(Originally published Dec. 28, 2002)
Modesto's tree-lined La Loma neighborhood has always been a peaceful, pleasant place to live, residents say.
Neighbors know one another and welcome new homeowners with friendly visits and cards. Houses and lawns are well- maintained, and children ride bicycles in the streets.
Christmas Eve brought a shock, though: Laci Peterson, 27, disappeared. Her husband said he last saw her at 9:30 a.m. as he left on a fishing trip to the Bay Area and she went for a walk in East La Loma Park. He reported her missing at 6 p.m. after he returned to their Covena Avenue home.
"Covena has never been known as a bad area," said Mary McKibben, who has lived on nearby Highland Drive for nearly 50 years. "I'm just puzzled."
McKibben described the neighborhood as "very quiet and low-key" with many longtime residents and little turnover.
Sabrina Hull, who has lived on Highland for five years, said neighbors gather for chili cook-offs and Neighborhood Watch meetings.
"Up until now, I've felt safe," she said, adding quickly, "I still feel very safe."
She used to walk regularly with friends in East La Loma Park at 6 a.m. and said it was always filled with other walkers, joggers and bike riders. She said she never felt threatened in the park, although she did not feel comfortable walking there alone. "I'm paranoid," she said.
Overall, she said, she feels happy in the area and hopes to never move. "I still feel like it's a great neighborhood."
Amy Krigbaum, who lives across the street from the Petersons on Covena, helped search for the missing woman in the park on Christmas Eve. The two attended high school together, but are just acquaintances, Krigbaum said.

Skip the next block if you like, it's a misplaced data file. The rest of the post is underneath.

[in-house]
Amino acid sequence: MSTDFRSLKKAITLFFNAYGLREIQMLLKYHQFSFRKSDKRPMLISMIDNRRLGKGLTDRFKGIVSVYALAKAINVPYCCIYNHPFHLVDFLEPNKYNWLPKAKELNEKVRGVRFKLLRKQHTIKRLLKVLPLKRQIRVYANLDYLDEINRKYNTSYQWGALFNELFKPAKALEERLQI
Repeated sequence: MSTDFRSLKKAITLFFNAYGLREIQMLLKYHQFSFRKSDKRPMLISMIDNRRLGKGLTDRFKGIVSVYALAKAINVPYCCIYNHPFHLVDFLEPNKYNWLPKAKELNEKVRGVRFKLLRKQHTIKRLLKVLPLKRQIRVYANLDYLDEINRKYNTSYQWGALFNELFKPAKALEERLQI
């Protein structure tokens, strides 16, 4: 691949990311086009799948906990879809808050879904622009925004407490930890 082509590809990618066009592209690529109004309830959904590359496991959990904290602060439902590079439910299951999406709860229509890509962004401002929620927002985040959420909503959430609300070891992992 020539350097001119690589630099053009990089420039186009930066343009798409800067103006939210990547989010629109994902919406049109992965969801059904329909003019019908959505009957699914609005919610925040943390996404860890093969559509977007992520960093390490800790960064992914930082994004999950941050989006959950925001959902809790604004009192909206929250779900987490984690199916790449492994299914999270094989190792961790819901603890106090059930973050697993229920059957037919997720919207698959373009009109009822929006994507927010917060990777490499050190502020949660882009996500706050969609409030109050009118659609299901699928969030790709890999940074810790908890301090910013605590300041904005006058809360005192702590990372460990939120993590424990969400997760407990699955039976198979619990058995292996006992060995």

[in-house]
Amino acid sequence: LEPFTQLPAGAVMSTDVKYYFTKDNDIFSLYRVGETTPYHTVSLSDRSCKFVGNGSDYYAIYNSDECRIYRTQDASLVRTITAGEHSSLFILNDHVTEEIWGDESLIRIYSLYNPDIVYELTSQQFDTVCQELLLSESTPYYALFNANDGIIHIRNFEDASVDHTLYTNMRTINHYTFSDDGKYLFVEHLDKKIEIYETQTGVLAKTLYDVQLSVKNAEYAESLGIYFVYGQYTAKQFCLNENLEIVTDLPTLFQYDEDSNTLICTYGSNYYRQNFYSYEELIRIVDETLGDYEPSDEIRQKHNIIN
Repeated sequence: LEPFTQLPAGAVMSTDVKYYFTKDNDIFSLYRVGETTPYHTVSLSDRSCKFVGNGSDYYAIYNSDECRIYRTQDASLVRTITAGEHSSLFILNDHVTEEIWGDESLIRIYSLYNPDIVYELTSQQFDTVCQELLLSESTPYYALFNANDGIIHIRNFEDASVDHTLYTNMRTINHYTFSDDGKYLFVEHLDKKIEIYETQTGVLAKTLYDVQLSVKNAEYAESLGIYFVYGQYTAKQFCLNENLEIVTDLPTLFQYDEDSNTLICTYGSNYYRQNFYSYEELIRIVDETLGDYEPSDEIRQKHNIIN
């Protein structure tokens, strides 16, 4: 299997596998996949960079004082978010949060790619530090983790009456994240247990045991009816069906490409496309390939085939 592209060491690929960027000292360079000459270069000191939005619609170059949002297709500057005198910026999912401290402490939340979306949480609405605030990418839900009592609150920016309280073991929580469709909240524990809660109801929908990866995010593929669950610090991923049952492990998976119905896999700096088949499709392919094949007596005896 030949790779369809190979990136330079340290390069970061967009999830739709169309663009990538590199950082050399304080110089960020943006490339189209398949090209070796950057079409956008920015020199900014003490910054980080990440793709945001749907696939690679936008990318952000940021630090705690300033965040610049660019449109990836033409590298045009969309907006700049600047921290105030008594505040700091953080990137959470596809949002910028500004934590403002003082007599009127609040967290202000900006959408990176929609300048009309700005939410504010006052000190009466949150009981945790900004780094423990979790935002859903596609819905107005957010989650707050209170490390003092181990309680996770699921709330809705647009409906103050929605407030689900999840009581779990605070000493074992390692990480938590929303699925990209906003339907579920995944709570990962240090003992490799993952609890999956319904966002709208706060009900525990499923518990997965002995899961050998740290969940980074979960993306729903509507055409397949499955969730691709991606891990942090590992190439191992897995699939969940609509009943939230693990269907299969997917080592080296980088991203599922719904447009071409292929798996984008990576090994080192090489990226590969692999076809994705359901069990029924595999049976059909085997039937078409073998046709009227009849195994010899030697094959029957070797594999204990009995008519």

Still, Peterson and her husband, Scott, once invited Krigbaum and her partner to a pool party. And, another time, Scott took cherries to Krigbaum.
"Everybody, I thought, watches out for each other (in this neighborhood)," she said. "That's the weirdest part."
Krigbaum said her family has been more on edge since the disappearance. Her partner's 12-year-old son is not allowed to play outside because of concerns about his safety.
But Lea Thurman, who grew up on nearby Encina Avenue and was visiting her mother there for the holidays, is not worried.
"I don't think there's any reason to be scared," said Thurman, who now lives in Tennessee. "It's a one-time thing."
Albert Urquidez, a Covena Avenue resident, said problems happen in every area. The only trouble he has ever had in the neighborhood was the burglary of his brother's car.
Antonette Dunger, who lives behind the Petersons on Highland Drive, said Laci and her husband are good neighbors and made her feel welcome when she moved there in October.
"I just hope she's found OK," Dunger said.
The neighborhood was mostly quiet Friday afternoon despite the presence of police cars.
Fliers reporting Peterson's disappearance were posted throughout the neighborhood on nearly every stop sign and speed limit sign.
Hull said she does not know Peterson, but has been praying for her.
"I can't imagine what her family must be going through," she said. "It certainly put a damper on our spirits."
Bee staff writer Lisa Millegan can be reached at 578-2313 or firstname.lastname@example.org.